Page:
Wow Elizabeth, I have to give you 10 out of 10 for perseverance with your button page. It does look beautiful, I love the effect that white buttons gives. I do think that they would add something to one of my previous pages so I might try it there as you suggest.

Suggestions: Pop ups is one as BJ suggested, I would love to know about paper carving/sculpture but you need lots of pages and it can be quite complicated, transfers (always have problems with those, drawers though I think the process is similar to your lesson to create a niche. Your have covered so much in your lessons that I can't think of anything else. Thanks Elizabeth

paulaexuk said...

Hi Elizabeth, just reposted my zipper here, sorry the order of your lessons confused me, and that's not hard to do.

Darla said...

The button edge looks a bit difficult, I might just manage the triangles though. Once again you posted a terrific tutorial.


Craftymoose Crafts said...

I really like the button edging and I think you did a good job attaching them. It is really hard to create a definite pathway--I sort of like the meandering. The buttons reminded me that I'd like to make a page with the buttons on it, too--I'll show it when finished. The paddle wire that I have is 28 gauge. I'm sure you know...the lower the number, the thicker the wire. There are colored wires that come in 26 gauge and also aluminum wire would be softer to work with than copper wire. I do get that you are all about using what you, too! Of course I have a ton of wire in loads of colors..just let me know & I'd be happy to share some with you.

Professional beader? Me? I laughed out loud when I read this! Maybe from the flower standpoint, but I'll see what I can come up with for an edging.

I like to play with polymer clay when I need a break from beads, so I'm anxious to see what's in store there.

Your course has been so comprehensive, it is hard to think of something I do like the idea of a pop up!

carol l mckenna said...

Lovely post ~ and your button creation is fascinating ~ commend you for your perseverance ~ this is a lot of work! Wonderful tutorial ~ yet not my 'cup of tea' ~ Enjoy the week ~ (A Creative Harbor)

elle said...

I have added two links. more pockets because it was in the box for posting so either I forgot to press enter last time or something and now the windows one. Anyway I am going to luv this next lesson but I think zippers is going to be a no show!

Mary S. Hunt said...

i really like the buttoned edges..i think i prefer the wired on version
thanks for such details!

voodoo vixen said...

Ooooh I love the button edge... sorry it was such a pain to do, it looks fabulous!! I did wonder if the wire was too thick which might give you problems but i guess I will find that out when I have a go at this!! I wonder if sewing them on with thread would be any easier? I am going to have so many fabby techniques to catch up on when I unearth my altered book again!! The zipper and the buttons are going to the top of the list... I really want to play with both!!

elle said...

I was wondering about the buttons being sewn on with thread as well. It seems more compatible with paper! pop ups is good. But I have never done much with transfers, either. I really do like the buttons on your edge.

Margaret said...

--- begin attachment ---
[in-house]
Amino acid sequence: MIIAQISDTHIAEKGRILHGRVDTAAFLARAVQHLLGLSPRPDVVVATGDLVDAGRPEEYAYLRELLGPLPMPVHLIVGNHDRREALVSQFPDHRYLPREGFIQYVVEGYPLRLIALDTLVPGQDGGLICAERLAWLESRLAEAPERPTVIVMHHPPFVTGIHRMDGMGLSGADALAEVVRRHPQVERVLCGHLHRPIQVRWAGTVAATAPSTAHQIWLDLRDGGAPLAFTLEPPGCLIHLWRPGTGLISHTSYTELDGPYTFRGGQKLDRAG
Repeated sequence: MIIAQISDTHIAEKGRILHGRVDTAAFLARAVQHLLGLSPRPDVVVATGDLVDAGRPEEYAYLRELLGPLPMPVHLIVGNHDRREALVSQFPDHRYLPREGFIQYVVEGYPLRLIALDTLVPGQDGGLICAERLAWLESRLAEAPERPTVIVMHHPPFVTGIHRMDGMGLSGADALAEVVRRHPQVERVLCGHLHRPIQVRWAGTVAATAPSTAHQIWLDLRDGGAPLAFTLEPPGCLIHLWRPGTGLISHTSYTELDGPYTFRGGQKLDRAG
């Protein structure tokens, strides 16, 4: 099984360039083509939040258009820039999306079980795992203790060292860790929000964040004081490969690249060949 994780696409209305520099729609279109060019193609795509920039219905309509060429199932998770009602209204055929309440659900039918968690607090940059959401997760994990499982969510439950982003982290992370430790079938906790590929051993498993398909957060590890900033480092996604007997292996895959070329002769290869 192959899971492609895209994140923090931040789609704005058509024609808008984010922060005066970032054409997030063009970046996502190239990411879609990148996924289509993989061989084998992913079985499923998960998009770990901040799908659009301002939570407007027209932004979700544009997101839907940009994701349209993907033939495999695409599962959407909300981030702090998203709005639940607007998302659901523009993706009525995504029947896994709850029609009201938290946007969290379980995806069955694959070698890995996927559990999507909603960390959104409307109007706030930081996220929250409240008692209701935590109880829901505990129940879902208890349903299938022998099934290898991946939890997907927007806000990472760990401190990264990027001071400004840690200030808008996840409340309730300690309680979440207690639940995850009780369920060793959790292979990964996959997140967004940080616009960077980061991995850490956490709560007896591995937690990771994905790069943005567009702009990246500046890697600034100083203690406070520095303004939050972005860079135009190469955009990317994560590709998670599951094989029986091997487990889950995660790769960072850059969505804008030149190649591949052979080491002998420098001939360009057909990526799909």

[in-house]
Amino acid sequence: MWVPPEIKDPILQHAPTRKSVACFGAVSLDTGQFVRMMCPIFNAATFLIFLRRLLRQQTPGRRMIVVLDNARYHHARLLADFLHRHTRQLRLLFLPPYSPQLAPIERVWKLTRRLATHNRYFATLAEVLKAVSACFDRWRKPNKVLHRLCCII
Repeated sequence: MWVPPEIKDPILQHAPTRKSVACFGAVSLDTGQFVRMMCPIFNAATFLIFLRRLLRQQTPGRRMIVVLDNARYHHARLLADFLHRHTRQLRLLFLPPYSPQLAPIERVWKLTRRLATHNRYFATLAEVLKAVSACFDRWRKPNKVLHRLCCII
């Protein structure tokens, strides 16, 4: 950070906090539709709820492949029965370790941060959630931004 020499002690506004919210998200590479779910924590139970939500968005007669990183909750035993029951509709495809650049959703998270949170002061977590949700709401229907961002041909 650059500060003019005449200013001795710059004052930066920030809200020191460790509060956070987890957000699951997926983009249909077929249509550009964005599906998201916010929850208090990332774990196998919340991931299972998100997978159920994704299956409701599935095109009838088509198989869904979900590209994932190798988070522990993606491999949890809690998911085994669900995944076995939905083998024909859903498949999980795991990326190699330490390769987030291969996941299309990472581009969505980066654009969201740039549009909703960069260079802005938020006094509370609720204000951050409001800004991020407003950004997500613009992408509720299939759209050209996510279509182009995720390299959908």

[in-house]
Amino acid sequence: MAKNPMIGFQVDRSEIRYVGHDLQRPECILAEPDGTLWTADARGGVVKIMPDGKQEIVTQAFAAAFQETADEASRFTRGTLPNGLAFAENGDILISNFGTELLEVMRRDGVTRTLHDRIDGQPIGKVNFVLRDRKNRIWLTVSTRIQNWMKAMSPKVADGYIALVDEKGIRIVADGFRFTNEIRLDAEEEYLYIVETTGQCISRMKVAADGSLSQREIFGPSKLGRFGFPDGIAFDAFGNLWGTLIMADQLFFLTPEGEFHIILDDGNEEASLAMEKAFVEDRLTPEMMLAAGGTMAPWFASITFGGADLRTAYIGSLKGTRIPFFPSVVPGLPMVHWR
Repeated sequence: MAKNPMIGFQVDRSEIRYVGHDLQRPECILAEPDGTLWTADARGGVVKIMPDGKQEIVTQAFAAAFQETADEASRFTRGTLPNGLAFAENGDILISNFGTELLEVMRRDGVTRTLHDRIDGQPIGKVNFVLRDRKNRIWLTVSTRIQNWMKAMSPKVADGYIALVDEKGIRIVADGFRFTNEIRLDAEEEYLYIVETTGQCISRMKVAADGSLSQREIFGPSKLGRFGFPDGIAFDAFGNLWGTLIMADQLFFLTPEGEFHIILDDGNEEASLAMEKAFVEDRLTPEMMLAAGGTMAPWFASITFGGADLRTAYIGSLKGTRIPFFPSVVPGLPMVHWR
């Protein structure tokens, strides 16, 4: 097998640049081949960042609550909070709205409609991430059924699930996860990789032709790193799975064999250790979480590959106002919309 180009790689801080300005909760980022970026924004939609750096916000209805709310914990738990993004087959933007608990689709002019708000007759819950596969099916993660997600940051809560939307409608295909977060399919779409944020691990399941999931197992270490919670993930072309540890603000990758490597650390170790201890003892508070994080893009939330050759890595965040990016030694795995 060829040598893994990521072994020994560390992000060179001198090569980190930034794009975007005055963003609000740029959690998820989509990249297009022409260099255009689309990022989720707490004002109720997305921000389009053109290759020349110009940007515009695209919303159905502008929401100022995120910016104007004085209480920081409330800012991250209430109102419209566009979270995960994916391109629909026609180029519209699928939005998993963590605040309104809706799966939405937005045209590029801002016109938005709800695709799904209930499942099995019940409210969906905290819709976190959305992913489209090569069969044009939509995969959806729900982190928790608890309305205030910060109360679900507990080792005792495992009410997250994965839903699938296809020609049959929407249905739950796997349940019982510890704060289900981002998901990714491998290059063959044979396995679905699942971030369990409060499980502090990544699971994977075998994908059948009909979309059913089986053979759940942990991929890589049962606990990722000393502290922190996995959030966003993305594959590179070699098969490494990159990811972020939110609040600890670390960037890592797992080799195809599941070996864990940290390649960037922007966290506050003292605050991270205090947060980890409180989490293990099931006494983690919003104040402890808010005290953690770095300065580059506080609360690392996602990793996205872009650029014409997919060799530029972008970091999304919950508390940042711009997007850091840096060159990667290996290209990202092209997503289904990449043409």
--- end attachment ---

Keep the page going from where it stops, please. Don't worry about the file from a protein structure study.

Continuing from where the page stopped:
I knew I wouldn't need to to leave you long before you got up to some mischief!! I love your button edge and your commentary with it, you know all that stuff they never tell you to look out for, traps for young players etc, it's all good to know! Your page was worth all the hassle and I hope you finish it. The rumpled pages have also taken the colour really well, really interesting effect. Mx

BJ said...

Thought I'd add my penny worth with regards thread vs wire. I think thread would be fine for a simple bead edging but having done mine in wire I can see the benefits of wire in that it leaves the edging rigid. I think that is the key for the button edging the rigidity of it so it lies flat and in line with the page and not floppy. BJ

BJ said...

As for British oven temperatures, electric ovens do have the temp in F or C but would you know I have a GAS oven and they are done in Marks 1-9! Typical.
I was thinking I could buy some Fimo modelling clay for the next lesson but as it is polymer clay you specify I have absolutely no idea what that is - let alone the difference.

paulaexuk said...

Hello Elizabeth, I am so sorry my fat fingers hit the delete button instead of the publish button on the comment you send for my zipper. I know you are busy but would you mind sending it again Please!!!!!

Healing Woman said...

I've always loved Ingrid's journals. I watched you struggling with attaching the buttons but I must say, if you had not mentioned how difficult it was and your mistakes, I would never have seen them. I think your button work is spectacular! I also love the page you created with the bronze splotches-must be irridized acrylic? Very nice. Thanks for this invaluable lesson in finishing edges.

Unknown said...

i LOVE the green page with the buttons!!! i want to do that...the gold wire looks amazing

Karen Smithey said...

I think your buttons look amazing! I love the idea of having them along the edge of a page in your AB.

Halle said...

I think your button edge looks great!! I'm pretty sure I've only used that technique homework for your class the first go round. It's fussy work but well work the time I think.

PetraB said...

This edge looks awesome, thank you for sharing the tutorial.

Carolyn Dube said...

Those buttons are stunning on the edge of your page!! I have way too many buttons and this is the best idea I've seen yet to use them up!